Thursday, June 4, 2015


If you know a teacher, or anyone concerned with teachers, or anyone who loves good poetry or books that dig into the challenges of work from a worker's point of this book and give it to them, even if it's just yourself.

In LIVELIHOOD, Phoebe MacAdams writes poems about her experiences as a teacher, a few about teaching in an elite school with privileged though still humanly portrayed students, but most about subsequently teaching in a huge "inner city" school in Los Angeles.

The poems are variously, and sometimes simultaneously, poignant, humorous, insightful, engaging, original, entertaining, informative, dramatic, narrative, lyrical, enlightening and moving. Each articulates what it's like for a sensitive, intelligent, mature and brilliant woman to face the challenges a teacher faces under trying and sometimes tragic circumstances—and always humbly, honestly and humanly.

Here are just two samples:


This month
four students have been killed:
Steve and Frank shot by random bullets,
Mercy killed by a hit and run driver
and last night, talking to Jeffrey
and his family at back-to-school night,
I heard about his best friend, Mario,
shot last week.
Jeffrey put his head down,
eyelashes filled with tears.
Jeffrey writes poems
about forbidden passion
and fighting fires, which he loves.

Dianna moved out of her house,
away from her alcoholic mother
and abusive father. She is having twins.
Lydia's mom has cancer.
This is a hard season for my students,
who grow anyway.
This is for them.


Nobody could tell me anything
when I was young.
            I knew it all and
            followed the poets
            to Paris, Tunisia, Algeria,
            New York, and San Francisco.
I had two children,
a nervous breakdown, a divorce,
but it was okay.
            I settled down, wrote poems,
            taught school.
            I remarried. We bought a house and
            last week I bought a new car.
Now I don't know it all
or even much.
I welcome all advice.
            Sometimes I try to advise my students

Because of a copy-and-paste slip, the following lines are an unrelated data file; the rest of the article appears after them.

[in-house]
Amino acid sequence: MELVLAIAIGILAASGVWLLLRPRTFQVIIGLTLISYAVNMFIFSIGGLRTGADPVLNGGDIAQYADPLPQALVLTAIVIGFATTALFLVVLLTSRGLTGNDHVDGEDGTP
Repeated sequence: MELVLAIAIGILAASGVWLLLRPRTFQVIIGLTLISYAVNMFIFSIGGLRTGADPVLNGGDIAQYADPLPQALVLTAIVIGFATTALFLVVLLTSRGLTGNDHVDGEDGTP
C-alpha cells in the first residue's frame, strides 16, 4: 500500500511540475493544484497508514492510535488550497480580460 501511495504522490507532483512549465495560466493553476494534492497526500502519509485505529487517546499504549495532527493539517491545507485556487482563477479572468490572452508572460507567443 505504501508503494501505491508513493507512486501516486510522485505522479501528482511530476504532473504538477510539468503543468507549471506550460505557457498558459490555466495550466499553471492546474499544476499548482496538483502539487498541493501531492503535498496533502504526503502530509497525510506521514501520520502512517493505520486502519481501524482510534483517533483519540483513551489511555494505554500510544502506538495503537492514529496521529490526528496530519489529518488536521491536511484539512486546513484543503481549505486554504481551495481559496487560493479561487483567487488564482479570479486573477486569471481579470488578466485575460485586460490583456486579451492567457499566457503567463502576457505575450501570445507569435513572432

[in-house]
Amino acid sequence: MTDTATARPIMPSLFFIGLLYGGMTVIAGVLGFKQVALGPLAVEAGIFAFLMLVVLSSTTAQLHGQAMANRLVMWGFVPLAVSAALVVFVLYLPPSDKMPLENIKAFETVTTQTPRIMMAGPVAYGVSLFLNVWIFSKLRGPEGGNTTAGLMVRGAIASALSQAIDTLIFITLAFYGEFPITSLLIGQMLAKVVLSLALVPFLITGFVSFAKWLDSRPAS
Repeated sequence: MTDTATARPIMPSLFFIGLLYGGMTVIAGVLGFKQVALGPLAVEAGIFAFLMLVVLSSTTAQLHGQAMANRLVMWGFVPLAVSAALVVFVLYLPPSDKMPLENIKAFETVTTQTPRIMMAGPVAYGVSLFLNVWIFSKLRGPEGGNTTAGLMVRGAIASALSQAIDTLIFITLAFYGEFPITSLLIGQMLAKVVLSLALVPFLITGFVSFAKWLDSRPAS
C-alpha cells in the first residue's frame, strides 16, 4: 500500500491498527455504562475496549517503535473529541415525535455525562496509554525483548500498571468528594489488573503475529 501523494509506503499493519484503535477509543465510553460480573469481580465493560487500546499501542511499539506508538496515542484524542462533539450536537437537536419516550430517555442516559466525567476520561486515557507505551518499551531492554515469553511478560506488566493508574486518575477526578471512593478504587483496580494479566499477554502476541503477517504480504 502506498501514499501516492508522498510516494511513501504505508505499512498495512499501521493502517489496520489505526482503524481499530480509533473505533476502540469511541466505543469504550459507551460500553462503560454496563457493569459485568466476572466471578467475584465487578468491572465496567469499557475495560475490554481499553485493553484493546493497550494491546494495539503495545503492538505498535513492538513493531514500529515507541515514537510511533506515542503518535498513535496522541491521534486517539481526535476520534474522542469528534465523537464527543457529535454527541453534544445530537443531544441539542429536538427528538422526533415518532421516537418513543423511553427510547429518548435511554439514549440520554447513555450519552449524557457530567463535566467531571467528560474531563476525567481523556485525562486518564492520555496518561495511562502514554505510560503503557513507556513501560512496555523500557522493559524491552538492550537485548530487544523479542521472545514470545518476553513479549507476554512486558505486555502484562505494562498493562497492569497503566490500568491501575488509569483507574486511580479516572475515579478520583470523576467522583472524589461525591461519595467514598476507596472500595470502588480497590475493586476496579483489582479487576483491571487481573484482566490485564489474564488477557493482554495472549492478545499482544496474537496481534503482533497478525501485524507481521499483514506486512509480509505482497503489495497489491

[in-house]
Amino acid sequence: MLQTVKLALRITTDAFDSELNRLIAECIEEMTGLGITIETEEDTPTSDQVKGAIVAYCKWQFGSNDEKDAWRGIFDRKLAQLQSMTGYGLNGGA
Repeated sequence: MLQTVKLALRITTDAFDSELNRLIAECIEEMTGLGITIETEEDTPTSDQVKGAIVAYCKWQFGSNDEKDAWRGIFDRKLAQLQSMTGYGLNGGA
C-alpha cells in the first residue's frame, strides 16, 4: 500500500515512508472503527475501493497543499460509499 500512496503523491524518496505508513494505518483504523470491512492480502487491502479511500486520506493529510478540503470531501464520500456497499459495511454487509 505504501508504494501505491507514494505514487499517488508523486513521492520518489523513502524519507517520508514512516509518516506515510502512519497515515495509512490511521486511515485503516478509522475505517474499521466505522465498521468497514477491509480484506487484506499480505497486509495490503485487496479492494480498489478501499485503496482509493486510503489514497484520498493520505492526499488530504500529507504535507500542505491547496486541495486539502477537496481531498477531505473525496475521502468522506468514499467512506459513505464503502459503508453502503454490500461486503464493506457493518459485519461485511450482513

but now they, too, know it all.


Anonymous said...

Delightful--thanks! Aram

Lally said...

my pleasure, Aram, a knockout of a book

Jack Andreozzi said...

You've had a troubling life however I see a woman who traveled,(education and joy),written poetry,(wonderful poetry)had children,(the best poetry) and found someone.And of course got the American, new car,etc.And finally found herself....You know that you know nothing (Socrates).
She is a role model and seems to be where she belongs,helping children.using her teaching and poetry to guide them.


Phoebe said...

Many thanks, Michael, for this review - a "knockout" of a review!!! I am going to copy and put it somewhere handy to refer to whenever I feel blue. An e-mail follows!
You absolutely made my day.
And thank everyone who wrote comments.
Best, Phoebe

susan suntree said...

Phoebe came to my Freshman Composition class at East Los Angeles College to talk about teaching,writing poetry, and a living a life with a wide embrace. My students had read and loved Livelihood. A few had attended Roosevelt HS where Phoebe had taught. Nothing captures the emotional, insightful rhythms of the classroom like poetry. And nothing replaces the impact of a poet reading her own work, talking about her life, and sharing her insights about the influence of teaching on the teacher's development as a person, and her case, as a poet. Not just a wonderful book, a useful book.